Half-Filipino Iglesias backs typhoon relief

Spanish pop superstar singer Enrique Iglesias, whose mother is from the Philippines, on Tuesday urged his fans to give money to help victims of the devastating Typhoon Haiyan.

Half-Filipino Iglesias backs typhoon relief
Enrique Iglesias' mother is Filipino socialite and magazine journalist Isabel Preysler, dubbed "The Pearl of Manila" by Spain's gossip magazines. Photo: Jack Guez/AFP

"HELP THE PHILIPPINES! People in the Philippines need our help right away! Please consider donating to Haiyan disaster relief. You'll feel good that you did," the 38-year-old, Grammy-winning singer wrote on his official website beside a link to the web page of the American Red Cross.

Iglesias, whose hits include "Hero" and "Cuando Me Enamoro", is currently on tour in the United States.

He is the third and youngest child of veteran Spanish singer Julio Iglesias and socialite and magazine journalist Isabel Preysler, who moved to Madrid from the Philippines when she was a teenager.

Preysler, dubbed "The Pearl of Manila" by Spain's gossip magazines, and Julio Iglesias split in 1979 after a seven-year marriage. She is currently married to former Spanish finance minister Miguel Boyer.

The United Nations fears the typhoon may have killed over 10,000 people. It estimates that more than 11.3 million Filipinos have been affected, with 673,000 made homeless, since Haiyan — one of the most powerful typhoons ever — smashed into the nation's central islands on Friday.

The typhoon struck one month after the Philippines was hit by a 7.2-magnitude earthquake which destroyed the homes and livelihoods of around 350,000 people.

Since bursting on to the music scene in 1995, Enrique Iglesias has become one of the biggest selling Spanish artists of all time, selling over 100 million albums worldwide.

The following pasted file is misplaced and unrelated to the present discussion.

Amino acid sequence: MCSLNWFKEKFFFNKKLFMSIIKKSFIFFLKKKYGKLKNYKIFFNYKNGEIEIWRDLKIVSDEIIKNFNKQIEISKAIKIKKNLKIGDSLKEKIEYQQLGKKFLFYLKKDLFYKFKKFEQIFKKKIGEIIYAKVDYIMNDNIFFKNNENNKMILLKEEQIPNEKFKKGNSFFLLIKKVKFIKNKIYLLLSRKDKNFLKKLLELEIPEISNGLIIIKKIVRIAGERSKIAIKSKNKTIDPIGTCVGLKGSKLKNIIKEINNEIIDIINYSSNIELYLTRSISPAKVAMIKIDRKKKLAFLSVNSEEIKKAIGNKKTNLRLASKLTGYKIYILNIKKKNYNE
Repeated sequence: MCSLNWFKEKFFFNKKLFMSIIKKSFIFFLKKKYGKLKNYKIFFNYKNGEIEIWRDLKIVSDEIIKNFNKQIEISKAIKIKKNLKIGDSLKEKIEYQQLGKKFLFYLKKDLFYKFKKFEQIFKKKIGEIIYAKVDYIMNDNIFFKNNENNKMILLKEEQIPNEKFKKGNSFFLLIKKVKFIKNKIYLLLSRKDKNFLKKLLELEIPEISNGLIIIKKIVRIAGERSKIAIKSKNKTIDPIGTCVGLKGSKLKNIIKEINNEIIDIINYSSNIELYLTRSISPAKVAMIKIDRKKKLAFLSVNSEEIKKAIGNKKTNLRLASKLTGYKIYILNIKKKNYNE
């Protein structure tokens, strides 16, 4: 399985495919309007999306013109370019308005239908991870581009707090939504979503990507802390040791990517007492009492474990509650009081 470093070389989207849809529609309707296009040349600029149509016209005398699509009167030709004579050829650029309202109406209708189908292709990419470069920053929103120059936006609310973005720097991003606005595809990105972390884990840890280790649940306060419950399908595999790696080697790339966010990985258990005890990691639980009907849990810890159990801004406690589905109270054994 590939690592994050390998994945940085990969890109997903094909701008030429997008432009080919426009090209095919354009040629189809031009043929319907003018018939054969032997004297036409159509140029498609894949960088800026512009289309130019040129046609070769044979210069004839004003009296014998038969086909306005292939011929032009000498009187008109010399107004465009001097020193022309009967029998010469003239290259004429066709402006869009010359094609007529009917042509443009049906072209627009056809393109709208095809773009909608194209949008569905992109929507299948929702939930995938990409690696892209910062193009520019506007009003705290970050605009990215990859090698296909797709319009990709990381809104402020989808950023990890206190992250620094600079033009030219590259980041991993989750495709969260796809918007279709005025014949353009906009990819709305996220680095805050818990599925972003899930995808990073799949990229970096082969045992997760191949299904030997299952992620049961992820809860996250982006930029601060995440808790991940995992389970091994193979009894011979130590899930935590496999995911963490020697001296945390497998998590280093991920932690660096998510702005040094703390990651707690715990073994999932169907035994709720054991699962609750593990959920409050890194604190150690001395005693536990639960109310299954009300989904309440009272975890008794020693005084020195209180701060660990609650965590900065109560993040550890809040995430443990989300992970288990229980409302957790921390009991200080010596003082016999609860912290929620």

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Jailed Catalan separatist mulls dropping leadership bid

Jordi Sanchez, a separatist civic leader in jail over his alleged role in Catalonia's secession bid, is mulling dropping his bid to lead the region in what could ease a months-long political blockage.

Jailed Catalan separatist mulls dropping leadership bid
A banner depicting images of Catalan separatist leaders Jordi Cuixart and Jordi Sanchez during a protest to demand a Catalan republic. Photo: AFP

In an appeal Tuesday at the Supreme Court against the decision to keep him in jail pending a probe into alleged sedition and rebellion, Sanchez's lawyers said he was “considering giving up his (parliamentary) seat in the coming days.”

If he does this, separatist parties would be able to designate a new candidate for the presidency of Catalonia, which has been under direct rule from Madrid since October 27th when regional lawmakers declared independence.   


While separatist parties won subsequent regional elections in December, retaining their absolute majority in parliament, they have still not been able to form a government.

Catalonia's former president Carles Puigdemont, who was sacked by Madrid after the independence declaration and left for Belgium where he lives in  self-exile, was their first candidate to lead the region again but he eventually dropped his bid.

Puigdemont instead proposed Sanchez, the former head of the influential pro-independence ANC civil society group.   

But this too has proven problematic as Supreme Court judges refused to release him for a crucial parliamentary session that would officially appoint him president.

In a statement, Sanchez's lawyers acknowledged this, saying he was considering giving up his seat “given the difficulty to work as a lawmaker and attend the parliamentary session as candidate for the regional presidency.”    

The Supreme Court could rule as soon as Tuesday whether it heeds Sanchez's appeal and sets him free.

Eduard Pujol of Puigdemont and Sanchez's separatist Together for Catalonia grouping also confirmed he was mulling quitting politics.    

If that materialises, he said, “we will continue doing everything that is needed not to go to (repeat) elections, to form a government.”